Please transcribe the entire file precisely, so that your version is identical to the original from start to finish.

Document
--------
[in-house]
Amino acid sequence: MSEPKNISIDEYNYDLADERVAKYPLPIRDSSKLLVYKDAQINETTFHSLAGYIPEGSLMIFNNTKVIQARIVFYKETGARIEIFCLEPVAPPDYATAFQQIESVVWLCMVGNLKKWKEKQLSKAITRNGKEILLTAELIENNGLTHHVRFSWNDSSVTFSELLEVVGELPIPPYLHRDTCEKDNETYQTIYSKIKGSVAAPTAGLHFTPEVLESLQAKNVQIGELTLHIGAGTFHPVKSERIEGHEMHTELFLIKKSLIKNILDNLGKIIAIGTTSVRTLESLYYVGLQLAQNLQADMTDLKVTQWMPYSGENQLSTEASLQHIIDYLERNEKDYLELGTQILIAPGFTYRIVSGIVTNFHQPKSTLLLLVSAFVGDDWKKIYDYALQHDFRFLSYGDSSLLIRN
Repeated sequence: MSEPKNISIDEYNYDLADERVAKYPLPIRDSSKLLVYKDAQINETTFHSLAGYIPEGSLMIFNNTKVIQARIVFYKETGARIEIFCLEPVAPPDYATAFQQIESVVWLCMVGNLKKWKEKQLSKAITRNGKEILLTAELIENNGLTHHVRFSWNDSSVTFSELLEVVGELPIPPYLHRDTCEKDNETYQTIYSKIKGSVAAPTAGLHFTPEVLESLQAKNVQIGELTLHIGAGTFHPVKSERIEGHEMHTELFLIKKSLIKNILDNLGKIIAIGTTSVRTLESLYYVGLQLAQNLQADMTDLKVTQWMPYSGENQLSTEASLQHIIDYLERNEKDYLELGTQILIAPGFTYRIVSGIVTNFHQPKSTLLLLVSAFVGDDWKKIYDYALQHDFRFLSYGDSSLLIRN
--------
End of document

[in-house]
Amino acid sequence: MSEPKNISIDEYNYDLADERVAKYPLPIRDSSKLLVYKDAQINETTFHSLAGYIPEGSLMIFNNTKVIQARIVFYKETGARIEIFCLEPVAPPDYATAFQQIESVVWLCMVGNLKKWKEKQLSKAITRNGKEILLTAELIENNGLTHHVRFSWNDSSVTFSELLEVVGELPIPPYLHRDTCEKDNETYQTIYSKIKGSVAAPTAGLHFTPEVLESLQAKNVQIGELTLHIGAGTFHPVKSERIEGHEMHTELFLIKKSLIKNILDNLGKIIAIGTTSVRTLESLYYVGLQLAQNLQADMTDLKVTQWMPYSGENQLSTEASLQHIIDYLERNEKDYLELGTQILIAPGFTYRIVSGIVTNFHQPKSTLLLLVSAFVGDDWKKIYDYALQHDFRFLSYGDSSLLIRN
Repeated sequence: MSEPKNISIDEYNYDLADERVAKYPLPIRDSSKLLVYKDAQINETTFHSLAGYIPEGSLMIFNNTKVIQARIVFYKETGARIEIFCLEPVAPPDYATAFQQIESVVWLCMVGNLKKWKEKQLSKAITRNGKEILLTAELIENNGLTHHVRFSWNDSSVTFSELLEVVGELPIPPYLHRDTCEKDNETYQTIYSKIKGSVAAPTAGLHFTPEVLESLQAKNVQIGELTLHIGAGTFHPVKSERIEGHEMHTELFLIKKSLIKNILDNLGKIIAIGTTSVRTLESLYYVGLQLAQNLQADMTDLKVTQWMPYSGENQLSTEASLQHIIDYLERNEKDYLELGTQILIAPGFTYRIVSGIVTNFHQPKSTLLLLVSAFVGDDWKKIYDYALQHDFRFLSYGDSSLLIRN